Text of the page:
If you give up on your class and leave teaching then the system crumbles.
Children need their teachers to be persistent players who don’t give up. They need role models so they know what to do when the going gets tough. Quitting is never an option when we serve children.
Persistence, persistence, persistence: the difference between coal and diamonds is that diamonds stayed on the job longer.
Well-being is clearly an issue for teachers but then it’s an issue in every occupational group where you give, give, give. Nurses have left their posts in their thousands but many haven’t. Teachers have left their posts in their thousands but again, many haven’t.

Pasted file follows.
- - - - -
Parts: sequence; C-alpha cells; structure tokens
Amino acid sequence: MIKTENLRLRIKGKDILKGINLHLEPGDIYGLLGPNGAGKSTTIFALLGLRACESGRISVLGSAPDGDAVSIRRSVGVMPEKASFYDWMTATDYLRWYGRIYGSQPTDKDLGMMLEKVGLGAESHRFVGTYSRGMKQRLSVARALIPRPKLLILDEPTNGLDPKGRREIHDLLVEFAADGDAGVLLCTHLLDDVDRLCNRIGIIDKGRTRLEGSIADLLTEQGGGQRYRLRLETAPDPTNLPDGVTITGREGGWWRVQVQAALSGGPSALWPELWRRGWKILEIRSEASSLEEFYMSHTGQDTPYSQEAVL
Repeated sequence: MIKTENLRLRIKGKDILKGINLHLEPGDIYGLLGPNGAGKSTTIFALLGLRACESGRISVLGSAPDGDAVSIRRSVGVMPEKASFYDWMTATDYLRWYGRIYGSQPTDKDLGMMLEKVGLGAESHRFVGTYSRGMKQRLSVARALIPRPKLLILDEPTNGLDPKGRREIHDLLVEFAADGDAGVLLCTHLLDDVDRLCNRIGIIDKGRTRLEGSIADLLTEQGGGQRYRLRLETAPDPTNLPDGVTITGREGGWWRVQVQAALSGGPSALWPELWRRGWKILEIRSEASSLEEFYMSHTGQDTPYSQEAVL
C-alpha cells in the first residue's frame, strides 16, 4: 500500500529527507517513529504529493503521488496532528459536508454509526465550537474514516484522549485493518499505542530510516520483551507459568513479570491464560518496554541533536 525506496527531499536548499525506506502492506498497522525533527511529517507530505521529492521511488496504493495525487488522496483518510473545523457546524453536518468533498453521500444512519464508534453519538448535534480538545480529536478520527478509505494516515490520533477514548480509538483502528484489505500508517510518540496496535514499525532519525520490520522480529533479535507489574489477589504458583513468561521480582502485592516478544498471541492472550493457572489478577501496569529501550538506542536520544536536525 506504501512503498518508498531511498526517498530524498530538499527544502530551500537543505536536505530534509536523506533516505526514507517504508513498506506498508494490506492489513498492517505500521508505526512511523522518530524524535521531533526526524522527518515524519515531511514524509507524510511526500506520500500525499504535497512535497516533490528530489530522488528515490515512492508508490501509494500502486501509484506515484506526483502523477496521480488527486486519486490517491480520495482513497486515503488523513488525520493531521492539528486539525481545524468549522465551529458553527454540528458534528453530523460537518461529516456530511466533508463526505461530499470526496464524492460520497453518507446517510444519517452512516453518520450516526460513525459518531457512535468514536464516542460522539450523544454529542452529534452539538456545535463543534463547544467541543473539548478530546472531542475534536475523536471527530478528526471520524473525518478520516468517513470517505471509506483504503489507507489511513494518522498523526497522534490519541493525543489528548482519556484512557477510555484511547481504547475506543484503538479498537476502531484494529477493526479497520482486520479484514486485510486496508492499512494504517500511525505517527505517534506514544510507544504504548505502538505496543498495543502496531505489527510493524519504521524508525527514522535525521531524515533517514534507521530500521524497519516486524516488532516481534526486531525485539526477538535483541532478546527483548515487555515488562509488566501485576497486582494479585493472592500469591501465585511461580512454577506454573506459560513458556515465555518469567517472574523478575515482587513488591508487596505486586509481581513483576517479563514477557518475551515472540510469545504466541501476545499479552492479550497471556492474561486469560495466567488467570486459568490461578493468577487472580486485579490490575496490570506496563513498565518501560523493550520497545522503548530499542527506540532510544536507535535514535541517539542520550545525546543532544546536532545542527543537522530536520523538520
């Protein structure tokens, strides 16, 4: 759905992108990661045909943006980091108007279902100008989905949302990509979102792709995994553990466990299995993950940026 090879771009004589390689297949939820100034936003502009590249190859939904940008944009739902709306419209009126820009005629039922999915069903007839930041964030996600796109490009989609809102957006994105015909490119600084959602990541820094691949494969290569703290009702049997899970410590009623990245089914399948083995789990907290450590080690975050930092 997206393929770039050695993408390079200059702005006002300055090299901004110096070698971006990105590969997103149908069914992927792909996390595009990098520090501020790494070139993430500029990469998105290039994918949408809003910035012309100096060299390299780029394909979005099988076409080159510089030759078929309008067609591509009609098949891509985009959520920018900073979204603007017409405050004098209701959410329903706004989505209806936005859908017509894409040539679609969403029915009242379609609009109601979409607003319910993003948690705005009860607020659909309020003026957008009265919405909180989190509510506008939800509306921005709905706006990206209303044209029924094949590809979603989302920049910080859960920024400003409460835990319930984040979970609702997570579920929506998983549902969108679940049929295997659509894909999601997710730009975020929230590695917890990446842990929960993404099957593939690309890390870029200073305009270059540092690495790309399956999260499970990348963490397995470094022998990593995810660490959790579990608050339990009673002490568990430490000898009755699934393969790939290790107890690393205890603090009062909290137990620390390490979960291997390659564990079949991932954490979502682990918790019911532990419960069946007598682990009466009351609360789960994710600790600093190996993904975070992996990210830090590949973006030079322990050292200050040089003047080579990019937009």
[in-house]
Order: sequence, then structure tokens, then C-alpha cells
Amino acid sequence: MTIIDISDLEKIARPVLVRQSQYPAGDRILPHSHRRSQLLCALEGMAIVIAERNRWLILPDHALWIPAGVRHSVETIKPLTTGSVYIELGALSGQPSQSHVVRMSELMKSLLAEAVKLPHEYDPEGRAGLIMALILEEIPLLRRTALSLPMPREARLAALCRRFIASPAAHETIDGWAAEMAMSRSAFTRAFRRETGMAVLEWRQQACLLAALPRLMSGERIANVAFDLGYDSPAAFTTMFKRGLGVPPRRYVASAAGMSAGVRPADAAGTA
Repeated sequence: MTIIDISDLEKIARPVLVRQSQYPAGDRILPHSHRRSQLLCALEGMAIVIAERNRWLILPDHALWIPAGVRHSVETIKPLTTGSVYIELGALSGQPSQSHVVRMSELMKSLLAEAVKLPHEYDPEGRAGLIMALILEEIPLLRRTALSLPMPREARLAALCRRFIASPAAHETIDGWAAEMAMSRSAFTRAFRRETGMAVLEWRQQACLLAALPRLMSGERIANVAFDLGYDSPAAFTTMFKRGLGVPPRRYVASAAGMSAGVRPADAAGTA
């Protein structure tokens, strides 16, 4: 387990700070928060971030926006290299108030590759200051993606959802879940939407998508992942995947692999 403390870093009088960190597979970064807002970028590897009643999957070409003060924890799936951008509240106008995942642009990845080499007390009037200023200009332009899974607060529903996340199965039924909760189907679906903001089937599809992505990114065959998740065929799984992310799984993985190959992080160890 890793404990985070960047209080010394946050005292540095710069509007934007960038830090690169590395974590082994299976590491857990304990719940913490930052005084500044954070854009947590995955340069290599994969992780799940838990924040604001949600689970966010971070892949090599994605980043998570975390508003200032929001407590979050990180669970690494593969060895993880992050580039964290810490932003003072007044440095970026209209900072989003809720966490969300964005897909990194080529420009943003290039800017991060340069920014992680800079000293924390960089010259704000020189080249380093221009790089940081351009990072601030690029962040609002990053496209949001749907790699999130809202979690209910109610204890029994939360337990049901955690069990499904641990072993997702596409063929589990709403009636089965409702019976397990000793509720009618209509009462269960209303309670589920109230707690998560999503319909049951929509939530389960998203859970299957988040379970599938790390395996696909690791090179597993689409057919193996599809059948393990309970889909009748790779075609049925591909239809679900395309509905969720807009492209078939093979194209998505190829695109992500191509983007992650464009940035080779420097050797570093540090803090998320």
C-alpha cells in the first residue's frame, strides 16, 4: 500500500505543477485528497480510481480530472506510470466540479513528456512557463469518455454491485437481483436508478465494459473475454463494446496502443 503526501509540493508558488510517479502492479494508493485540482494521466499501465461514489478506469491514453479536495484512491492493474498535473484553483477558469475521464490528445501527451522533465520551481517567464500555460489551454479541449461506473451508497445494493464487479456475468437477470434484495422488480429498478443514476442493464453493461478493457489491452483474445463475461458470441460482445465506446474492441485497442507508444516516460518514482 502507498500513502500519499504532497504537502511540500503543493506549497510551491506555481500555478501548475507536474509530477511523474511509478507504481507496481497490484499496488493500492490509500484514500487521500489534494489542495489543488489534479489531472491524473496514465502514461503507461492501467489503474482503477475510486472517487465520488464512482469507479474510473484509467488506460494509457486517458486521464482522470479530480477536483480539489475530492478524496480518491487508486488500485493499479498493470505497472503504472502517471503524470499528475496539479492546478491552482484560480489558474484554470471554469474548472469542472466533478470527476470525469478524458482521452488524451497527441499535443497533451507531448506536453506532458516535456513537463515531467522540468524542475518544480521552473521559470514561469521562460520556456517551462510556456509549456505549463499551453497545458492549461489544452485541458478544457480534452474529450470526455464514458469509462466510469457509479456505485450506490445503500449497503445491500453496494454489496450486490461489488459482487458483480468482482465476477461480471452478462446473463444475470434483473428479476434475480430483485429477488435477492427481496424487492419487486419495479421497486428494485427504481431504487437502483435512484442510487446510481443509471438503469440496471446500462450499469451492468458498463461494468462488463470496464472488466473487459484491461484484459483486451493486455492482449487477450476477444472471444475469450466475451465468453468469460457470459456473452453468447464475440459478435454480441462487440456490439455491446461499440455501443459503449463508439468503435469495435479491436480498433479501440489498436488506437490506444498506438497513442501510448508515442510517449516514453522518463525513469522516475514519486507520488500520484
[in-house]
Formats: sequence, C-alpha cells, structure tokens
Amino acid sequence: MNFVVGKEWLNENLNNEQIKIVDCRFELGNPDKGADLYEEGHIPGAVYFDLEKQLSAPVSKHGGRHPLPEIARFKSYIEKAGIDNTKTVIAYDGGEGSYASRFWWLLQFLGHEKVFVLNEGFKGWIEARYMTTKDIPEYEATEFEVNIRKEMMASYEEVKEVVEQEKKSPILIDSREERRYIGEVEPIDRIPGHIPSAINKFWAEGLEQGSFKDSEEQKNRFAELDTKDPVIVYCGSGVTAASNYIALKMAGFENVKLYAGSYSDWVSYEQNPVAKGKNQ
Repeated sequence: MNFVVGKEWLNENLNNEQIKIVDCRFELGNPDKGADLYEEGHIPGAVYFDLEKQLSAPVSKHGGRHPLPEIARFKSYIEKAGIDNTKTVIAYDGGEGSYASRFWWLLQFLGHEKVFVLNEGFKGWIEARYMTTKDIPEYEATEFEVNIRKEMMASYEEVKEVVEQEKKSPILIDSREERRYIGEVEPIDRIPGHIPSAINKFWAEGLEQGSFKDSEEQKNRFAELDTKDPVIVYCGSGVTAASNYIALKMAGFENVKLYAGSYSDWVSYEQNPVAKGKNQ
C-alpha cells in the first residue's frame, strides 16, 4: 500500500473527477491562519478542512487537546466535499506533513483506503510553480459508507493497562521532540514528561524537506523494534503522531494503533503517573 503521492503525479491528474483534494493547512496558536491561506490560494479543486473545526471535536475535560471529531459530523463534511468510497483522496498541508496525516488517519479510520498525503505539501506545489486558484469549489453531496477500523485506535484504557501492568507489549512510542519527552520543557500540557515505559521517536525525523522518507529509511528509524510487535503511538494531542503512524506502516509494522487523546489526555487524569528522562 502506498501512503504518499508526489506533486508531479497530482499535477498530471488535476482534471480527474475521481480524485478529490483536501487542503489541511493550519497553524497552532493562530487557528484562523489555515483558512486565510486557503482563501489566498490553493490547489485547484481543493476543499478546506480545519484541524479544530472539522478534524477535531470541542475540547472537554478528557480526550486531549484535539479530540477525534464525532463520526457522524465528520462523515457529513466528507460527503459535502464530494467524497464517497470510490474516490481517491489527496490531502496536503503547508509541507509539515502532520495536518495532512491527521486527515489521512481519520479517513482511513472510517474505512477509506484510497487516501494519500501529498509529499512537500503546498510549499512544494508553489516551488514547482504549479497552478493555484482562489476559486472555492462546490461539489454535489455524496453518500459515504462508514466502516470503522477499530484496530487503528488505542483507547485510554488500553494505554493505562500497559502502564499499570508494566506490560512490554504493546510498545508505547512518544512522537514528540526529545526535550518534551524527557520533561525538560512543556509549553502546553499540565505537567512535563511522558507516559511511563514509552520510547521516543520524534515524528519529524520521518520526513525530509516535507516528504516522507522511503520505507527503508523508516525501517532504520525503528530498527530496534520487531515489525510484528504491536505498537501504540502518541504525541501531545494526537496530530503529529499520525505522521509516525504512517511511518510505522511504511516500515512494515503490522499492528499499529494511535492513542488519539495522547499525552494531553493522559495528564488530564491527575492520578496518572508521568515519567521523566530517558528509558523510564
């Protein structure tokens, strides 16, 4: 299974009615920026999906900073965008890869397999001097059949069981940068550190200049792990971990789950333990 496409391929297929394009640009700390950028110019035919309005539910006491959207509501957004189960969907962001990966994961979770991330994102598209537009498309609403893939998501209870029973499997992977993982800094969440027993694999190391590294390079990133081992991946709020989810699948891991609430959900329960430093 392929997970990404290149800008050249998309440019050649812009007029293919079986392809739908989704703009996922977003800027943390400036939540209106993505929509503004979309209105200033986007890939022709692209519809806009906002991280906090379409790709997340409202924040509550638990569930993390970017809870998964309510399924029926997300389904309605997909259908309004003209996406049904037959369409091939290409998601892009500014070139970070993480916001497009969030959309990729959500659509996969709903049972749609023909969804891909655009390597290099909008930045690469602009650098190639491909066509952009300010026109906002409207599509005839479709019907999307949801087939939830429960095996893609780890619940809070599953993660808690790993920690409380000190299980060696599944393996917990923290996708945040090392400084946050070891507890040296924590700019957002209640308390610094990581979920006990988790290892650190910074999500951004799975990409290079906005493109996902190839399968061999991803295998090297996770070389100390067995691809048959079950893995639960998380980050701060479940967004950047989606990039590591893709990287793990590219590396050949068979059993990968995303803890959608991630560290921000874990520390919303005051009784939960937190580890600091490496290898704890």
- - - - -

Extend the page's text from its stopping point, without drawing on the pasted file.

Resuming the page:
Those that have stayed have been persistent and they are the true diamonds of the system. These teachers see persistence as the daily work of a teacher (Haberman, 1995) and so keep on going even if the system is dysfunctional. They think in terms of maximum standards not minimum.
There are persistent challenges so the response of star teachers is to be persistent. As Wheatley (2015) says, “Teacher persistence helps foster effective teaching.”
If teachers don’t stick at it then who are the persistent coaches going to be? Who will help them learn to persist with difficult tasks and continue to try hard despite frustrations, obstacles and difficulties?
Professional persistence is the key ingredient to a successful and long teaching career. You might remember what Thomas Jefferson once said: “When you reach the end of your rope, tie a knot in it and hang on.”
Okay, I’m not a fan of cheesy quotes but I do like this one from Bill Bradley:
Ambition is the path to success. Persistence is the vehicle you arrive in.